No, not 29 million job offers. I’m no better at applying for jobs than you are, and my town offers nothing but dead-end McJobs or positions in the military industrial complex, just like yours. I mean that I just spotted an easy way to create 29 million jobs, one for every unemployed or underemployed U.S. worker.
No, I’m not about to say “Just raise taxes on gazillionaires and hire people to build stuff.” I’m all in favor of that, for lots of reasons, including the political corruption created by a concentration of wealth. We might have to disempower gazillionaires before we can enact any sensible policies, including the one I’m about to propose, but it can itself be done without raising a dime in revenue. This means that the President, who has broad, albeit unconstitutional, powers to move funding around from one program to another could do this himself. Or Congress could.
Whichever branch of government found the decency first could create 29 million well-paid and rewarding jobs improving the world. And this could be done through policies long favored by a majority of Americans.
How, you ask?
Well, I noticed that we didn’t create any more jobs in August, but did see a record number of U.S. troops killed in Afghanistan. Then I saw all the reports on the $60 billion “wasted” by the Pentagon in Iraq and Afghanistan. This started me thinking.
Robert Greenwald and Derrick Crowe looked at that $60 billion and asked what else could have been done with it. Drawing on a 2009 study by the Political Economy Research Institute at the University of Massachusetts (Amherst), they concluded that instead, we might have created 193,000 jobs. That is to say, given all the military and contractor jobs that in fact were created for the U.S. workforce by that $60 billion, we could have created 193,000 MORE jobs. This is, in fact, the tradeoff found in the 2009 study between military spending (not even “wasted” military spending) and tax cuts for working people.
There are some other calculations in the same study, however. If we had spent that $60 billion on clean energy, we would have created (directly or indirectly) 330,000 more jobs. If we’d spent it on healthcare, we’d have created 480,000 more jobs. And if we’d spent it on education, we’d have created 1.05 million more jobs.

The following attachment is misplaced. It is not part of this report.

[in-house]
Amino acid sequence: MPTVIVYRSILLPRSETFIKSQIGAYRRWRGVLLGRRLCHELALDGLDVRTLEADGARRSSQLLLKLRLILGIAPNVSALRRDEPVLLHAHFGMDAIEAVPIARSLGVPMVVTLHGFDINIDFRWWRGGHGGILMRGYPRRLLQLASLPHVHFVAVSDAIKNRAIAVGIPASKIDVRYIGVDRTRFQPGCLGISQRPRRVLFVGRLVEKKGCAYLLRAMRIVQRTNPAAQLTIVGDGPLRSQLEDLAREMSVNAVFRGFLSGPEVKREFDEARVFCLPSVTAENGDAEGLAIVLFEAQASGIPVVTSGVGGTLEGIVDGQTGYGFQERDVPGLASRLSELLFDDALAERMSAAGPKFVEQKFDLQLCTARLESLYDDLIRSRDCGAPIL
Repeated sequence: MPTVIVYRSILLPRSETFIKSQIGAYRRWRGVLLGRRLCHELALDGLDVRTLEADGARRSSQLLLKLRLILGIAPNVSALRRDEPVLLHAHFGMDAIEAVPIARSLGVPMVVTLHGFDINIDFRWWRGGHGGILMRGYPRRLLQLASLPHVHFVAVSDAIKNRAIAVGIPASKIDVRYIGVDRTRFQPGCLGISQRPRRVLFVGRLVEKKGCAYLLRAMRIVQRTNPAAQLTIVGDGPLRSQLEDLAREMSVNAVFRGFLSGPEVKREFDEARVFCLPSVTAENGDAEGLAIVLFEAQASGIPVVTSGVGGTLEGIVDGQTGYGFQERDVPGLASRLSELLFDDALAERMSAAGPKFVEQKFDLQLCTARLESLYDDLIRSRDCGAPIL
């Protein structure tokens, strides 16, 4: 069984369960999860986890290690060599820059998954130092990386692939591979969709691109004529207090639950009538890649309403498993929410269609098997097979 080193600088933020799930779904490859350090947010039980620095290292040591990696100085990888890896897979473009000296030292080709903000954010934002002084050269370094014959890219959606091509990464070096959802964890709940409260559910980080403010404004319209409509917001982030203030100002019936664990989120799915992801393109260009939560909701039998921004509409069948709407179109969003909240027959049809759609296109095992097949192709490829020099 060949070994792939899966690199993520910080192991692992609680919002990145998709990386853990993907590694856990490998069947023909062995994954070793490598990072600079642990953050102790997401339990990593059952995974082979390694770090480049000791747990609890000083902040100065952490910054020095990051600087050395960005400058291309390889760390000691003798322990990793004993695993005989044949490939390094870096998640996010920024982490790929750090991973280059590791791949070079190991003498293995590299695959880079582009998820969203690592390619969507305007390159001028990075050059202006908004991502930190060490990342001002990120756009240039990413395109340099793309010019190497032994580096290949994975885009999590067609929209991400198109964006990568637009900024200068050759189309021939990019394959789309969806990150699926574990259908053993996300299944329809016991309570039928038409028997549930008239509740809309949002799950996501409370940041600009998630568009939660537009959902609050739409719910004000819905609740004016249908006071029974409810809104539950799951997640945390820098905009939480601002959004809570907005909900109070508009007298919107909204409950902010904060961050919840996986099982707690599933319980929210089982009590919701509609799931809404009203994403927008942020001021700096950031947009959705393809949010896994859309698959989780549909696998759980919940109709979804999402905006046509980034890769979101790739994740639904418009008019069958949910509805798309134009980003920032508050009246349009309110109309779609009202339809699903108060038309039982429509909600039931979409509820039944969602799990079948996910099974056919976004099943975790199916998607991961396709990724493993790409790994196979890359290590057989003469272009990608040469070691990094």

But isn’t it strange to make this calculation using the $60 billion that was supposedly wasted rather than with the $1.2 trillion that has been spent in total on two wars that a majority says should be ended and should never have begun? If we look at the $1.2 trillion that has been worse than wasted on killing large numbers of people and making us less safe, we find that we could have instead created any number in the range between 3.9 million to 21 million more jobs, depending on whether we moved the war spending to tax cuts or education or something in between. Ideally, of course, we’d have put some into education, some into clean energy, etc., resulting in a figure somewhere between those two.
But this is all looking at the past. What about going forward? Well, I also noticed Congresswoman Lynn Woolsey’s calculation that $1.8 trillion could be saved over 10 years by ending the wars now. That’s a figure taking a broader view of war spending, to include veterans’ care, and that fact almost certainly alters the calculations. Assuming, for the sake of argument, that the same tradeoffs still held, by choosing to save that $1.8 trillion, we could add between 5.8 million and 31.5 million jobs over the next 10 years.
Or, sticking with the “wasted” military spending angle, we could start with the $2.3 trillion the Pentagon is unable to account for. That kind of tradeoff would give us 7.4 million to 40.3 million jobs depending on how we chose to invest the money. Of course, the $2.3 trillion is in the past, but given the dramatic trend toward more no-bid contracts (now 45% of military contracting) it seems a safe bet that corruption will hold steady or increase in the years to come.
But let’s forget about “lost” trillions and look at typical military spending, which is what the study we’re basing this on looked at. Of the $1.2 trillion spent each year now on the military, about $700 billion goes through the Department of Defense. (Another $75 billion, for example, is spent on protecting cows and lakes while enriching campaign funders through the Department of Homeland Security.) We’re spending about half of discretionary spending on the military, and several times as much as the next highest spending nation in the world.
Let’s say we want to create 29 million jobs in 10 years. That’s 2.9 million each year. Here’s one way to do it. Take $100 billion from the Department of Defense and move it into education. That creates 1.75 million jobs per year. Take another $50 billion and move it into healthcare spending. That’s an additional 400,000 jobs. Take another $100 billion and move it into clean energy. That’s another 550,000 jobs. And take another $62 billion and turn it into tax cuts, generating an additional 200,000 jobs. Now the military spending in the Department of Energy, the State Department, Homeland Security, and so forth have not been touched. And the Department of Defense has been cut back to about $388 billion, which is to say: more than it was getting 10 years ago when our country went collectively insane.
Of course I’m writing about numbers here, and the numbers represent actual people with particular needs and abilities. A major effort would be needed to convert military factories and workers to green energy and other industries. Net job gains reflect a lot of job losses and redirected careers. But that conversion is part of this process and will involve job creation itself. If additional funding is needed, then, you know what, the hell with it, go ahead and tax a few multi-billionaires. It won’t hurt them.